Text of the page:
Staying dry at the Castle
Cambria and San Simeon are two small seaside villages located midway between San Francisco and Los Angeles along the California State Route 1. San Simeon is best known as the home of the world renowned Hearst Castle. This hilltop mansion was built by William Randolph Hearst in the early 20th century and is a popular tourist attraction. I have been there many times and have taken 4 different tours of this grand estate. Each tour gives you the choice of which part of the 165 room manor you want to see including the outside gardens, terraces, and walkways.
The appeal of Hearst Castle for me is when you get to walk outside and admire the beautiful coastline below and beyond. I always daydream on what it must have been like to live there or to be privileged enough to be invited up for a visit.
Featured on most of the tours is the beautiful 104 foot long sparkling Neptune pool which is adorned by an imported Roman Temple. Every time I am standing near it I fight an urge to run and jump in! I imagine myself floating on my back with the sun on my face, reveling in the beauty of the crystal blue water plus the gorgeous tiles, the statues, and columns that are strategically placed about.
Then reality hits and my fantasy is interrupted by the thought of security pulling me out of the pool by my soaking wet clothes, dragging me out in front of everyone, and then throwing my humiliated self on the next bus down the hill. I think it is best to stay dry and keep out of the pool.
No worries about jumping in the pool on this trip as we didn’t visit the Castle and, instead, focused on the beauty of the region with a stopover to see the seals.
Another must see are the elephant seals at the rockery near Piedras Blancas Light Station. More than 7,000 elephant seals live there and it is open daily for viewing from the bluffs. The viewing area is north and south of a nice sized parking lot that is about 4 miles north from the Hearst Castle entrance. From this viewpoint, you get plenty close to marvel at the thousands of seals lining the beach. Don’t try to get any closer as these seals are protected by the Mammal Protection Act of 1972.
You can visit the seals any time during the year but the seals are sparse during March, August, September, and October. The best time is when the mothers give birth in winter and you get to see the little pups from birth to infants.
We were lucky enough to be there when the seals were still infants and the beach was filled wall to wall with females as well as the larger males. The males hung out nearby and once in awhile you saw a male to male clash, but most of the time it was peaceful with the pups content to just hang out by their mothers side.
There are places to camp in the area as well as hiking, biking, surfing, sightseeing and more. The breathtaking coastline is worth the drive and it’s ripe with photo opportunities.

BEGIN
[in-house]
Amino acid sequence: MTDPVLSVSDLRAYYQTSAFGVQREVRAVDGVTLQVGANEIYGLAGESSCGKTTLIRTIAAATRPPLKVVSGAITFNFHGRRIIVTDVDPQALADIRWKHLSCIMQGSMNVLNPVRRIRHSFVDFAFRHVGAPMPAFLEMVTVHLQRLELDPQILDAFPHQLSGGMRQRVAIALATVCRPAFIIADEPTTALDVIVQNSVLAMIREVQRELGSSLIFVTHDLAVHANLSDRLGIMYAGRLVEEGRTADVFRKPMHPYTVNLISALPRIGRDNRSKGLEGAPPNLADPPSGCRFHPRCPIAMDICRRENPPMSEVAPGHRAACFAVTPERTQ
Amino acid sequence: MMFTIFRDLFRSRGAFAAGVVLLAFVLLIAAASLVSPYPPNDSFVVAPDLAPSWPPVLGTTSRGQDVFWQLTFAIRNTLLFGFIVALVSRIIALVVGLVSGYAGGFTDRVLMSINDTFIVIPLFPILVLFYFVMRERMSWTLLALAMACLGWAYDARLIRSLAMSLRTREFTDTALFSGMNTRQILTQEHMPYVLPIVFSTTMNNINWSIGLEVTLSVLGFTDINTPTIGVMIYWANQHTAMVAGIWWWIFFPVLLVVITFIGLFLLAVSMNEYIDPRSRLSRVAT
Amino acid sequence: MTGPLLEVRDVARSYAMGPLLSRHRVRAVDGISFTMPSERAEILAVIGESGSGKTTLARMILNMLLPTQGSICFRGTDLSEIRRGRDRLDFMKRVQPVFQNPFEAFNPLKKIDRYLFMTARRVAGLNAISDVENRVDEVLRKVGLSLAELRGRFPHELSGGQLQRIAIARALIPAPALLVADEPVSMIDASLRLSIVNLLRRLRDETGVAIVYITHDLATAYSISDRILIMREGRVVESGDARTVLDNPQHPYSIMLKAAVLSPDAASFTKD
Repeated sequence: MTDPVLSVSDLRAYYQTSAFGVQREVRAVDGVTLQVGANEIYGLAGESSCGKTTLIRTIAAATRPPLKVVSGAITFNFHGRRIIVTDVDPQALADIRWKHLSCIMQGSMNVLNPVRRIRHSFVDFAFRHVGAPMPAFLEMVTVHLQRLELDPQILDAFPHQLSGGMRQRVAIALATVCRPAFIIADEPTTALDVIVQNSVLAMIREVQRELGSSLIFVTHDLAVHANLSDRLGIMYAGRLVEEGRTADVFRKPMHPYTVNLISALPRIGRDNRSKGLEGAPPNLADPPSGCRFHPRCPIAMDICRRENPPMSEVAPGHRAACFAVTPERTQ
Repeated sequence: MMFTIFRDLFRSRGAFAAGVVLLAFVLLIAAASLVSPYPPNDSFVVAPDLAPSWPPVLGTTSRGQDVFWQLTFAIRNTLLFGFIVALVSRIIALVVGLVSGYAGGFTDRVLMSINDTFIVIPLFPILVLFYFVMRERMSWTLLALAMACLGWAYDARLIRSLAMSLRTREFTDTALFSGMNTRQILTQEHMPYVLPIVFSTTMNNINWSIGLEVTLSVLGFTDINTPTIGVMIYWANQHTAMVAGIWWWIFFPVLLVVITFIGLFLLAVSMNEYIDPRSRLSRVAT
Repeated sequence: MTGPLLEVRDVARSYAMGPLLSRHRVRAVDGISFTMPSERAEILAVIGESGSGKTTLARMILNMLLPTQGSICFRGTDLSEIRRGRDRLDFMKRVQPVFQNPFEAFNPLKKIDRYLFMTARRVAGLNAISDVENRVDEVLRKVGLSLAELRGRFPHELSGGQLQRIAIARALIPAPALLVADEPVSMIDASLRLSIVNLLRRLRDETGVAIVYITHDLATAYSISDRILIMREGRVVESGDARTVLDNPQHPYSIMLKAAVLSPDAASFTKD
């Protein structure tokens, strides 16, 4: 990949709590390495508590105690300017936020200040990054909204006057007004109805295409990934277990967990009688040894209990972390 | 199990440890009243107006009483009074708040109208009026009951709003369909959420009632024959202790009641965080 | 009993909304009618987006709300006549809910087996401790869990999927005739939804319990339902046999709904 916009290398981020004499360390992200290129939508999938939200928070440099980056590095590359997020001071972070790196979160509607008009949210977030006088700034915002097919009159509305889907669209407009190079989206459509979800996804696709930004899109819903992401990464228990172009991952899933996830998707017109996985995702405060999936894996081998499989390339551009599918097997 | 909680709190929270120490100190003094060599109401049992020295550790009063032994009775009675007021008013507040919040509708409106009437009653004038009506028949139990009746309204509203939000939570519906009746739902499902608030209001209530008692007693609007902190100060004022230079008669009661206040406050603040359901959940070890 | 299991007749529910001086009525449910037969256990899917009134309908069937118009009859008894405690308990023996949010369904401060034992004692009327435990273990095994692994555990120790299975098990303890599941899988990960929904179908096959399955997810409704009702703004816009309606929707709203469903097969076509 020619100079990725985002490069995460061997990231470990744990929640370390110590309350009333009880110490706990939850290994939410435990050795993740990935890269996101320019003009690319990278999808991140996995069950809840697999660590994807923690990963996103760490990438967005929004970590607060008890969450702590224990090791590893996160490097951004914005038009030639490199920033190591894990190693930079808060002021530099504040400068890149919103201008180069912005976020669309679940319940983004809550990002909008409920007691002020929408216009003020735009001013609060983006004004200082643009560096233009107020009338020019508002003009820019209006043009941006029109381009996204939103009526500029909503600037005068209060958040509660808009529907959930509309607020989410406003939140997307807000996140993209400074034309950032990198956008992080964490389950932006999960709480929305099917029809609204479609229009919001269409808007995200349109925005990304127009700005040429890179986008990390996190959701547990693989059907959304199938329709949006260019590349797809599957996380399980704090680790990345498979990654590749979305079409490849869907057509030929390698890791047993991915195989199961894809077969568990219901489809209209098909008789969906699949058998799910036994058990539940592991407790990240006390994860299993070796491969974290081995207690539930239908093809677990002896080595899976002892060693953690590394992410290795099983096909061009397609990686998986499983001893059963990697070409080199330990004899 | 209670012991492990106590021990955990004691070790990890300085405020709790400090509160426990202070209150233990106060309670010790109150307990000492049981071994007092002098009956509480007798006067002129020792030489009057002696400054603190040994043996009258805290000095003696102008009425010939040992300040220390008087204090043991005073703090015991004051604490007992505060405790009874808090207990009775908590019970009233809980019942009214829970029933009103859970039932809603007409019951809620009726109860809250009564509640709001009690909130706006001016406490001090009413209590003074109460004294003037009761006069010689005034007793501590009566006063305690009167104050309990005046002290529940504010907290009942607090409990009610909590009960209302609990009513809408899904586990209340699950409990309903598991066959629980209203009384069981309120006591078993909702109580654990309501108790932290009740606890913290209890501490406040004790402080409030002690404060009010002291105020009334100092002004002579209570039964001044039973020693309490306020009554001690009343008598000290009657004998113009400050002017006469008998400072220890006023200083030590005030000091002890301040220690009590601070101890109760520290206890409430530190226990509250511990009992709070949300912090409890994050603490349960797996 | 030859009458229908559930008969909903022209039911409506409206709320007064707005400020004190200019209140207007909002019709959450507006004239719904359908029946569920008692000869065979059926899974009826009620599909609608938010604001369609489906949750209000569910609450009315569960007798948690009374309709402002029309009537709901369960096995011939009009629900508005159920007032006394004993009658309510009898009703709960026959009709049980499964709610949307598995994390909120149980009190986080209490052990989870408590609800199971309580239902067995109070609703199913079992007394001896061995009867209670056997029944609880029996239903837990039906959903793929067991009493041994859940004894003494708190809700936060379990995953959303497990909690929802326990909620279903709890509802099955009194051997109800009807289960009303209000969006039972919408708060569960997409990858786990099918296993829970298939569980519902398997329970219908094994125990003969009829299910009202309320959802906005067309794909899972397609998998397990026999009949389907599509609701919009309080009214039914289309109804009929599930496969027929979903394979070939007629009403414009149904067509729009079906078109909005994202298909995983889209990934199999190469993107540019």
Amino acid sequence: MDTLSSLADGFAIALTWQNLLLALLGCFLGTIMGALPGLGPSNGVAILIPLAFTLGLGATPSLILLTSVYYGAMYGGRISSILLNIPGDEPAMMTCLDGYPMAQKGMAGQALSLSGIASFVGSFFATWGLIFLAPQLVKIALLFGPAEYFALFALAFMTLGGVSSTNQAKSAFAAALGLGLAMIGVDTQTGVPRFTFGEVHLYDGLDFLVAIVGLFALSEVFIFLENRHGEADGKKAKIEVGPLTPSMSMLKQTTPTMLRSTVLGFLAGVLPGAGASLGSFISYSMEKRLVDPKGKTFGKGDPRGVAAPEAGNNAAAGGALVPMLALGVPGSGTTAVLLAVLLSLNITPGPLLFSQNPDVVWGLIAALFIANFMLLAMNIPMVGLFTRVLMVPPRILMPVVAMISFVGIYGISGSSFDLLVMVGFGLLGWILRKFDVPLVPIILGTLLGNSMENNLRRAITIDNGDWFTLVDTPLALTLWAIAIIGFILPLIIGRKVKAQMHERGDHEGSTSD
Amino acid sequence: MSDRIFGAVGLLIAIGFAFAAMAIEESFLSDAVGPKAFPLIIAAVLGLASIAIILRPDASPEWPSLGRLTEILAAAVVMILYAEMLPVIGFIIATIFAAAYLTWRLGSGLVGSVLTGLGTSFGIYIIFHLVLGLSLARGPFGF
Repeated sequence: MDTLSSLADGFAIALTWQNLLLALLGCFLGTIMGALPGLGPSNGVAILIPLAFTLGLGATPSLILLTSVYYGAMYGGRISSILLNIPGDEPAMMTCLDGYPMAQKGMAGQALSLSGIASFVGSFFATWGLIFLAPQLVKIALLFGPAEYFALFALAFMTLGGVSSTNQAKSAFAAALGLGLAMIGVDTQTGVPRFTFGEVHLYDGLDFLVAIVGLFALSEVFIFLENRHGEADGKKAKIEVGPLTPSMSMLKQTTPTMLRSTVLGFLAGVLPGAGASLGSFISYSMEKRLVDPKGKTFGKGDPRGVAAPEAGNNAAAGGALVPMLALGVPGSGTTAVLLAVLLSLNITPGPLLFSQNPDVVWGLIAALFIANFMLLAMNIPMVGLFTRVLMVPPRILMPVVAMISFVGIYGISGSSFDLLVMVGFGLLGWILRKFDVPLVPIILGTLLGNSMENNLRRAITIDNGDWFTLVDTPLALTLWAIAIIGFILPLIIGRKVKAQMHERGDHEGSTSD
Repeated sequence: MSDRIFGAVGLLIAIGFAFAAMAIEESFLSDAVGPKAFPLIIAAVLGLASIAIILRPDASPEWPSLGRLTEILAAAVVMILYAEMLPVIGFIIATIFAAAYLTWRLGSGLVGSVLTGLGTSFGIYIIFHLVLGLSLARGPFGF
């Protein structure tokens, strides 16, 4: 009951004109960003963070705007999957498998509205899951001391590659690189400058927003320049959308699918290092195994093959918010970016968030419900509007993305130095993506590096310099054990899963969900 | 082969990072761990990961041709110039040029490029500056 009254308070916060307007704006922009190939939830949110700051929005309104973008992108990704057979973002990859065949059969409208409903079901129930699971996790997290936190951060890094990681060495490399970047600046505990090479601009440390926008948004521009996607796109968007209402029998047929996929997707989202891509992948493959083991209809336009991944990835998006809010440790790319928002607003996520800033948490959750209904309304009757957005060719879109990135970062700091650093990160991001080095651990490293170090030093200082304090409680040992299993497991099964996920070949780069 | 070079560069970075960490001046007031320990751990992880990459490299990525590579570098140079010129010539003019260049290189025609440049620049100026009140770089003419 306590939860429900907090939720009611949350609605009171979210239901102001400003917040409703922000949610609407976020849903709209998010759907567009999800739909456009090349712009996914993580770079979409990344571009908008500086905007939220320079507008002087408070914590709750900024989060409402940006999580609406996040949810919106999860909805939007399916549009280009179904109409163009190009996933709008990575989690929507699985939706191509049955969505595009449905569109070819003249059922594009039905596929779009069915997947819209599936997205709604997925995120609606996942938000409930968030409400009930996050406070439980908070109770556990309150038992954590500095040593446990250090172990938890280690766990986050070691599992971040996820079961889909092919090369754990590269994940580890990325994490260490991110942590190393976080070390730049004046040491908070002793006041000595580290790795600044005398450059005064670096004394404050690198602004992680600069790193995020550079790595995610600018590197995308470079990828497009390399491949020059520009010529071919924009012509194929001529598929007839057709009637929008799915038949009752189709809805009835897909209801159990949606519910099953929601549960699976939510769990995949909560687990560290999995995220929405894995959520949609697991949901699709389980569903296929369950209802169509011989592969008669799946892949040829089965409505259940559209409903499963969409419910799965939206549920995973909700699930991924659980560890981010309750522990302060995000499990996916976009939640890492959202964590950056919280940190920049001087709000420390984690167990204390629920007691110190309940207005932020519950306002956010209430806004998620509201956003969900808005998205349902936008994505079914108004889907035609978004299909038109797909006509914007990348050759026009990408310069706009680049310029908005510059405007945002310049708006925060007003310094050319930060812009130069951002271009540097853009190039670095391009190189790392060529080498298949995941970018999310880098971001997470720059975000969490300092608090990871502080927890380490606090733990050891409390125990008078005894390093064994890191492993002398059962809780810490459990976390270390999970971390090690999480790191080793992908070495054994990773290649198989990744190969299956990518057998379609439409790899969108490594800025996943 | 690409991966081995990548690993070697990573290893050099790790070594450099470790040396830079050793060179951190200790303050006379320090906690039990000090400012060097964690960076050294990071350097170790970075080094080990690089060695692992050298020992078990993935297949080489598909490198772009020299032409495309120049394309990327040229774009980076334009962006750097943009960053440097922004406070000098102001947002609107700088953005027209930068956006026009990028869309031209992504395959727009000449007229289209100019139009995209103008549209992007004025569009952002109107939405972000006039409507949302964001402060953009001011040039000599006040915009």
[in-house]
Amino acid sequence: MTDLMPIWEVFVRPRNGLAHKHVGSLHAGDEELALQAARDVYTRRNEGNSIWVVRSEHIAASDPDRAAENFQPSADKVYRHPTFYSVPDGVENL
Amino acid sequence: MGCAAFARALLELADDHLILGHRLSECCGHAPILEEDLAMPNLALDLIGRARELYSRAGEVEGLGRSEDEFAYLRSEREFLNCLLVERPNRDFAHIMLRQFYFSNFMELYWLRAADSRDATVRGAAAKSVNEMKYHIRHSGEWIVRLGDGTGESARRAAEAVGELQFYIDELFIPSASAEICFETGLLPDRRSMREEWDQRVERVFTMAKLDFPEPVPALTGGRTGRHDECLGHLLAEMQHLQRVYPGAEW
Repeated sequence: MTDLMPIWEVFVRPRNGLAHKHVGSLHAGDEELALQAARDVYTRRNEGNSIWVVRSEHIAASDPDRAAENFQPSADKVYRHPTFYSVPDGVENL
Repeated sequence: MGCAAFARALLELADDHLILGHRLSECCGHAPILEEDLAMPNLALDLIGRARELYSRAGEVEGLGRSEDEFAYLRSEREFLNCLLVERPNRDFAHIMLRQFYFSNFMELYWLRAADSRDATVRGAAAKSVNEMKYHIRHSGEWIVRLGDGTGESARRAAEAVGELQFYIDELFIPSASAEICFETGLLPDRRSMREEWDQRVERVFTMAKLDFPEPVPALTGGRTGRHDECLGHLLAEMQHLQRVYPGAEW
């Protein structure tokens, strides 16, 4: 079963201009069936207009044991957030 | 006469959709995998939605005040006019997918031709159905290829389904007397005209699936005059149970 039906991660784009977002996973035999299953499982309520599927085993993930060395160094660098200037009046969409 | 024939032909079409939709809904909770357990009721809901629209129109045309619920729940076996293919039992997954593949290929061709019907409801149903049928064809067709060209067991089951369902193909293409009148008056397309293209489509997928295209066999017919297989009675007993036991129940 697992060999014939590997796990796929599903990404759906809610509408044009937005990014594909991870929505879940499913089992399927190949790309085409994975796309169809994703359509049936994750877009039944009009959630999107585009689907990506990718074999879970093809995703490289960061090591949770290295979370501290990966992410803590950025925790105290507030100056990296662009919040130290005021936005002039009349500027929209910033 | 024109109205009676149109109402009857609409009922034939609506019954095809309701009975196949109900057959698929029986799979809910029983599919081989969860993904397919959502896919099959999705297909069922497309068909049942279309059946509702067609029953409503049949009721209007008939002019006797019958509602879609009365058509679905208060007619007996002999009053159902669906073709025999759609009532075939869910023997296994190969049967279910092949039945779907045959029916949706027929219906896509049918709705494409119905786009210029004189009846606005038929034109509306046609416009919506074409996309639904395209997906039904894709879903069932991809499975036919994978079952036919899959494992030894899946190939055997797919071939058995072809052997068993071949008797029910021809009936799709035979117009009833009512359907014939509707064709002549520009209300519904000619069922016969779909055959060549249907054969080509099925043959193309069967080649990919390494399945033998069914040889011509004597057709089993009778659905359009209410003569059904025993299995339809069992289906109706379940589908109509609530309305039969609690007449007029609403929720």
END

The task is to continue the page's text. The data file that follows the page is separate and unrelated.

Farther up the coast sits one of the most beautiful places on the face of the earth in my opinion, Big Sur. Big Sur is a captivating drive that takes you around bluffs that overlook some of the most picturesque areas of the California coastline. The road clings very close to the slopes at certain points and if you are squimish don’t look down! Multiple vista points allow you to get out of your car to admire the amazing view. Do not take this drive without a camera!
San Simeon Pier
Back to San Simeon, we took a stroll on their local pier. Though small, the pier still gives you a nice view of the coast and of Hearst Castle which sits grandly on the hill above. An elephant seal was hanging out just below the pier and a ranger was making sure nobody got too close. When the seals feel threatened, they can become quite aggressive. Frankly, I don’t want a 6,000 pound elephant seal mad at me so I gladly kept my distance.
Because this part of California is not overly populated and San Simeon itself has only 500 residents, your stroll on the pier is usually with just a few other people.
We were lucky enough to be able to stay at a house in town even though we spent most of our time 10 miles up the coast in San Simeon. We did visit the town to grab a bite to eat and check out the small village of shops and restaurants where you will find unique treasures from this community of artists, designers, and craftspeople. Cambria’s population as of 2010 is just over 6,000 so it is much larger than San Simeon.
Nevertheless, Cambria’s coast is just as pretty and undeveloped as the towns further north.
As with San Simeon, Cambria is your perfect getaway to unwind, relax, or be romantic. Both places are the type of vacation you would choose to relieve stress and mellow out for awhile. On the other hand, don’t chill out too much because Staycations California also recommends the above mentioned Hearst Castle tour, viewing the seals, whale watching when in season, or a beautiful drive up the coast.
We have two last recommendations to make sure your vacation is relaxing and stress free; don’t get too close to the elephant seals and whatever you do, stay out of the Neptune Pool!!
Photos: Lily D and Debbie Colwell
A sunset from the car. Stayed this bright for over a half an hour.